Monday, January 30, 2012

Omnidirectional Unpreparedness

Constantine Samuel Rafinesque, 1783-1840

Two days of conducting myself out and back across the snowy reaches like a projectile in the night, sucking down the long skittish and cock-eyed slants of my own lights, their coldly inebriant draughts making reverie itself word-bound and prevaricatory (Williams: “Though the eye / turns inward, the mind / has spread its embrace—in / a wind that / roughs the stiff petals—”). Meaning: unpreparedness, no penny in the slot. So I am stuck here about to deliver myself up to another unconsidered round of what Kenneth Burke somewhere calls “versificationally primping”—that nowhere junket. (Horace Walpole, in a letter dated 28 June 1760, writes to cousin Henry Seymour Conway: “Now you have a whole summer to yourself, and you are as junkettaceous as my lady Northumberland. Pray, what horse-race do you go to next?”) Horse-race after horse-race. One thinks of the rabid and omnidirectional energies of the nineteenth c. naturalist Constantine Samuel Rafinesque. I love the candle-bearing beetle episode reported by John James Audubon. The violin-destroying collecting method. Out of the Ornithological Biography):
      It was summer, and the heat was so great that the windows were all open. The light of the candles attracted many insects, among which was observed a large species of Scarabæus. I caught one, and, aware of his inclination to believe only what he should himself see, I shewed him the insect, and assured him it was so strong that it would crawl on the table with the candlestick on its back. “I should like to see the experiment made, Mr. Audubon,” he replied. It was accordingly made, and the insect moved about, dragging its burden so as to make the candlestick change its position as if by magic, until coming upon the edge of the table, it dropped on the floor, took to wing, and made its escape.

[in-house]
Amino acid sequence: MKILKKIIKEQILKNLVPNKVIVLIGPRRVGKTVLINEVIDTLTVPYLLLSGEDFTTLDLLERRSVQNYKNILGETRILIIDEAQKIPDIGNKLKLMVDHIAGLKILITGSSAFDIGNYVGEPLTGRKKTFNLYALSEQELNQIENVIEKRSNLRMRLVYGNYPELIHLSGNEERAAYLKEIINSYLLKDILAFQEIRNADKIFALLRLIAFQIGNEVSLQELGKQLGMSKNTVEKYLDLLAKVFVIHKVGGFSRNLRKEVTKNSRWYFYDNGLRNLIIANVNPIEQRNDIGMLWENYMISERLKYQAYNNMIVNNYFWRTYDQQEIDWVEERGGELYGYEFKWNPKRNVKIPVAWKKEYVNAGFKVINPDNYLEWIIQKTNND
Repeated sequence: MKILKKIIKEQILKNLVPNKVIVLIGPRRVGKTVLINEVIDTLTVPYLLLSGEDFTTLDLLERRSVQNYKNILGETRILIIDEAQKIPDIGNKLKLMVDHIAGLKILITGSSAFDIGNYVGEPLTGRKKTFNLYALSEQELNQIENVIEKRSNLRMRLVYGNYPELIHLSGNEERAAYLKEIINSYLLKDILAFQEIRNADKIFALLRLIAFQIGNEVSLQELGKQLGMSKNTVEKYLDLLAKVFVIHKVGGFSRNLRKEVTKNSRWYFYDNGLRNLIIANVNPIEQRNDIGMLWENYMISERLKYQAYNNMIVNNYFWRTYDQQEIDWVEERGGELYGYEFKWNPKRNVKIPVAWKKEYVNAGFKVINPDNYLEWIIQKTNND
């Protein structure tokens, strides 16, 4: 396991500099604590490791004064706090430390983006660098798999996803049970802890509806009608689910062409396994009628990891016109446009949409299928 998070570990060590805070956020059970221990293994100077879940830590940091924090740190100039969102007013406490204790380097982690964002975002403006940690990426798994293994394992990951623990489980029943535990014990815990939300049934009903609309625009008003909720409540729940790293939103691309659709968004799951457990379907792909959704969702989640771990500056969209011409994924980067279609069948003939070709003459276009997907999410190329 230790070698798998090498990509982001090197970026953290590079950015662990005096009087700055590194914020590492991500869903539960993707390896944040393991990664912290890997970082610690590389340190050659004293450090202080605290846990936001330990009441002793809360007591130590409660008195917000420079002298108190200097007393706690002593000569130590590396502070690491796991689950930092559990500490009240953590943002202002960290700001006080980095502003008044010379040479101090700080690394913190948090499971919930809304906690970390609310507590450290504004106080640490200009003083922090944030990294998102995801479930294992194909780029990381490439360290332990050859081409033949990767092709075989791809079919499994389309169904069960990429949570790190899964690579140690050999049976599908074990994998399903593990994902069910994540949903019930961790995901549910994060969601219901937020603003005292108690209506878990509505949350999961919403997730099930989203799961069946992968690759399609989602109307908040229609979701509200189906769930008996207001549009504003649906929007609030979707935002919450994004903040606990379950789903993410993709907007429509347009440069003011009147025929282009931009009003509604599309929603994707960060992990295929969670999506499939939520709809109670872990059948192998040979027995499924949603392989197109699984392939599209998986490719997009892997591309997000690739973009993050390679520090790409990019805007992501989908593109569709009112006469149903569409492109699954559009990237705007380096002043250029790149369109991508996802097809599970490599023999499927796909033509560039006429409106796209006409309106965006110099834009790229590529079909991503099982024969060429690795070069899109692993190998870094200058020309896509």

When it waxed late, I shewed him to the apartment intended for him during his stay, and endeavoured to render him comfortable, leaving him writing materials in abundance. I was indeed heartily glad to have a naturalist under my roof. We had all retired to rest. Every person I imagined was in deep slumber save myself, when of a sudden I heard a great uproar in the naturalist’s room. I got up, reached the place in a few moments, and opened the door, when, to my astonishment, I saw my guest running about the room naked, holding the handle of my favourite violin, the body of which he had battered to pieces against the walls in attempting to kill the bats which had entered by the open window, probably attracted by the insects flying around his candle. I stood amazed, but he continued jumping and running round and round, until he was fairly exhausted, when he begged me to procure one of the animals for him, as he felt convinced they belonged to “a new species.” Although I was convinced of the contrary, I took up the bow of my demolished Cremona, and administering a smart tap to each of the bats as it came up, soon got specimens enough . . .
By my lights, offertory enough to saddle up (or wing out), and make my escape.